EspañolMexican cartels have long surpassed Colombian organizations in drug-smuggling and distribution operations in the United States, and continue to dominate these illegal markets, according to the US Drug Enforcement Administration (DEA).
On November 4, the DEA released its 2015 Drug Threat Assessment, which provides a “comprehensive assessment of the threat posed to the United States by the trafficking and use of illicit drugs.” The report argues that Mexican cartels “pose the greatest criminal drug threat to the United States.”
While Colombian organizations continue to supply “wholesale quantities of cocaine and heroin,” they send the shipments to Mexican and Dominican groups, who then assume responsibility for further transportation and distribution in the United States.
DEA Acting Administrator Chuck Rosenberg says in the report that Mexican drug cartels have settled down in strategic regions of the United States to a create a vast network that facilitates the trade of heroin, cocaine, methamphetamine, and marijuana across the country.
The DEA believes the most dangerous national and local gangs in the United States have forged alliances with Mexico’s organized-crime groups to secure a steady supply of drugs that they then distribute and sell all over the country.
The main Mexican criminal organizations operating inside the United States include the Beltrán-Leyva Cartel, Jalisco Nueva Generación (Jalisco New Generation Cartel), Gulf Cartel, Juárez Cartel, Familia Michoacana, Los Cabelleros Templarios (Knights Templar), Los Zetas, and the Sinaloa Cartel. These groups control drug trafficking across the southwestern US border and are moving to expand their share of the drug market, particularly in heroin, the report explains.
The Sinaloa Cartel, led by the fugitive Joaquín “El Chapo” Guzmán, is the most active illegal-drug supplier in the country, according to the DEA. However, the agency notes that the Jalisco Nueva Generación “is quickly becoming one of the most powerful cartels in Mexico and in some cases rivals Sinaloa Cartel trafficking operations in Asia, Europe, and Oceania.”
“There are no other organizations at this time with the infrastructure and power to challenge Mexican cartels for control of the US drug market,” the report states. The DEA further notes that the Colombian FARC guerrilla has managed to forge alliances with the Sinaloa and Juárez cartels to expand the smuggling and distribution of cocaine in the western region of the United States.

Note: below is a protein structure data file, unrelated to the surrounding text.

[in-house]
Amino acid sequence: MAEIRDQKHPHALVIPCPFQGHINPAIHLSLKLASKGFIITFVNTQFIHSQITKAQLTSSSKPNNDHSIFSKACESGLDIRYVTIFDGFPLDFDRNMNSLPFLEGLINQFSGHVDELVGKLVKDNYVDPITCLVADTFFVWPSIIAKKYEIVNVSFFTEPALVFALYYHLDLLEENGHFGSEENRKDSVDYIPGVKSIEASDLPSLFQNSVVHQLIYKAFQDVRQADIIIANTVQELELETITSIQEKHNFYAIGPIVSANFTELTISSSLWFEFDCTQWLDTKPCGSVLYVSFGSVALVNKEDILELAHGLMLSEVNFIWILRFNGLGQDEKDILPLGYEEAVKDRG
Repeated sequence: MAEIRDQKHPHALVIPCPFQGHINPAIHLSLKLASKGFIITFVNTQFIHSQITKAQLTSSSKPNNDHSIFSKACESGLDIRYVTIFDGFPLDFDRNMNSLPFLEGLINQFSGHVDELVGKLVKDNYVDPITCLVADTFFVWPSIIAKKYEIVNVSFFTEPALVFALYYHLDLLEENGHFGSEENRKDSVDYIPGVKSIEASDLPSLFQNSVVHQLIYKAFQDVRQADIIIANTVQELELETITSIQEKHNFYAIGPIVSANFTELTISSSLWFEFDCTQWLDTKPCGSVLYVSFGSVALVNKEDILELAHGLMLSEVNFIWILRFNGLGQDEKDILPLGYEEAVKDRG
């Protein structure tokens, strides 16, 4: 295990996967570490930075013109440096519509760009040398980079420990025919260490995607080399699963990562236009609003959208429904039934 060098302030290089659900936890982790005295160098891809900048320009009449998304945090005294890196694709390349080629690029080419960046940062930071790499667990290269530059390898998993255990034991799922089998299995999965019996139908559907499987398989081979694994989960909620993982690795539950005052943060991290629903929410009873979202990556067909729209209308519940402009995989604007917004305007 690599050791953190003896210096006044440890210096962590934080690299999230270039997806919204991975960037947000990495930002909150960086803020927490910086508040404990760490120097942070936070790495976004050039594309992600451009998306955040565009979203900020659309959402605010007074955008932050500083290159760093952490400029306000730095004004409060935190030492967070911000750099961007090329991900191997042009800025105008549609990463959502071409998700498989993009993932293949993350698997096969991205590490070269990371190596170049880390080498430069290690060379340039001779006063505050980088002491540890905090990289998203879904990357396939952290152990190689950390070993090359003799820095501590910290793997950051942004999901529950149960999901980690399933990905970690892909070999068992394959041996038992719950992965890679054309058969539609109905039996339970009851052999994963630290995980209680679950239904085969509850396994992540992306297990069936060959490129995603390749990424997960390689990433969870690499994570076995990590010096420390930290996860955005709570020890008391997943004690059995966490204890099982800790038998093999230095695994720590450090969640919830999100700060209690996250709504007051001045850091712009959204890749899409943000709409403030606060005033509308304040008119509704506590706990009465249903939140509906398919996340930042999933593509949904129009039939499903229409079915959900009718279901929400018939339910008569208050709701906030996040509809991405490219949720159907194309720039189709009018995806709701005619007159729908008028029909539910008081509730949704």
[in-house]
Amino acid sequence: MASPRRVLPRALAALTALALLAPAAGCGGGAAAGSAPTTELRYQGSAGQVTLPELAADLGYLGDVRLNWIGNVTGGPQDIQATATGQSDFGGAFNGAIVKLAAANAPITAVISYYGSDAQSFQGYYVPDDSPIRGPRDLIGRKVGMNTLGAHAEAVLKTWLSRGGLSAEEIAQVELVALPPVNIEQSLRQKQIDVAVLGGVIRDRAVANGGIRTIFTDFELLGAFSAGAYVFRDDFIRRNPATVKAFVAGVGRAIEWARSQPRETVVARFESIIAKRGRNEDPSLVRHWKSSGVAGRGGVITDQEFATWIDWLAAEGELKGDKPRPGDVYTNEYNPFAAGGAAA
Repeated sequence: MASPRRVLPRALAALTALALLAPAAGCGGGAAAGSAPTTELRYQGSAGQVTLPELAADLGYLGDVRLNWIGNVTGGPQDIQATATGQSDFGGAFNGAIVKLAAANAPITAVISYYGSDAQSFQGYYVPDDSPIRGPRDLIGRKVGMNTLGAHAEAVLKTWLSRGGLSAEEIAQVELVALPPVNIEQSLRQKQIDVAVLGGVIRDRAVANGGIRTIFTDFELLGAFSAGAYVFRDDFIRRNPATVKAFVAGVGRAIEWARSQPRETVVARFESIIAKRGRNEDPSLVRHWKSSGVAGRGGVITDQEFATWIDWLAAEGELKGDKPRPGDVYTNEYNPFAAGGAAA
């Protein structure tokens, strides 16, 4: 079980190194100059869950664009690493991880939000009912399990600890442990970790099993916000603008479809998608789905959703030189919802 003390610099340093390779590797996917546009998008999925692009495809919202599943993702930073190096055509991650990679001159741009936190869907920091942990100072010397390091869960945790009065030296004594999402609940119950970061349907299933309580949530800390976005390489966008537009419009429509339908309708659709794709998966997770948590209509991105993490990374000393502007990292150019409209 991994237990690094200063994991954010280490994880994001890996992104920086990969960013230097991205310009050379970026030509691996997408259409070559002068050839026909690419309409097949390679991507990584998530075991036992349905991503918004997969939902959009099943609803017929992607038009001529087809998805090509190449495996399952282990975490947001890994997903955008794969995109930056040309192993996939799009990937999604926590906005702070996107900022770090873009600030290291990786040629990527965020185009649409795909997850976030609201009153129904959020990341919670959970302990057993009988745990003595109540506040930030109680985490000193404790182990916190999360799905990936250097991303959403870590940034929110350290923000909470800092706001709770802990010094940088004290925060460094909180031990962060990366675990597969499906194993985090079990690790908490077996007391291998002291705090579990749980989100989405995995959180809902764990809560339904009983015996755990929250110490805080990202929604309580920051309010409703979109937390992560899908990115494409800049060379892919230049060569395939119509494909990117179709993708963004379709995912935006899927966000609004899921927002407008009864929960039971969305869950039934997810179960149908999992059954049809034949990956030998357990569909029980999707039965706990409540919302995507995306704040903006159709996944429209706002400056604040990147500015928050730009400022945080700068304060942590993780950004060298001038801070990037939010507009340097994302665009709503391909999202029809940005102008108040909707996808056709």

The DEA claims that Miami has become the arrival destination of choice for heroin and cocaine shipments that come from South America through the Caribbean. Authorities say these shipments arrive hidden in airplanes, cargo ships, fishing boats, and even luxury yachts.
The report also highlights Boston, Massachusetts, as a distribution hub where many local criminal groups are increasingly dealing with, and receiving cocaine directly from, Mexican organizations based in Arizona, California, New Mexico, and Texas.
The DEA believes Mexican cartels pose the most significant threat in Chicago, Illinois, where these organizations continue to dominate the wholesale distribution of cocaine, methamphetamine, Mexico-produced marijuana, and heroin.
Similarly, Mexican cartels use the Los Angeles area as a strategic hub to facilitate the movement of drugs north and west and ship drug profits back to Mexico.
The report further claims that Mexican gangs are showing increasing interest in establishing distribution hubs in northeastern US cities, such as Philadelphia, as a way to bypass traditional hubs in the southeastern United States due to law enforcement pressure.
DEA Contradicts Mexican Government
Even though the Mexican government insists that no drug-related organized crime operates in Mexico City, the DEA report contends that at least five cartels are currently dealing in the Mexican capital: Sinaloa, Los Zetas, Beltrán-Leyva, Gulf, and a cell of the Caballeros Templarios.
The DEA’s statements echo the claims made in an article in the Wall Street Journal in September, which reported that the agency had detected the presence of the Gulf, Sinaloa, and Los Zetas cartels in Mexico City.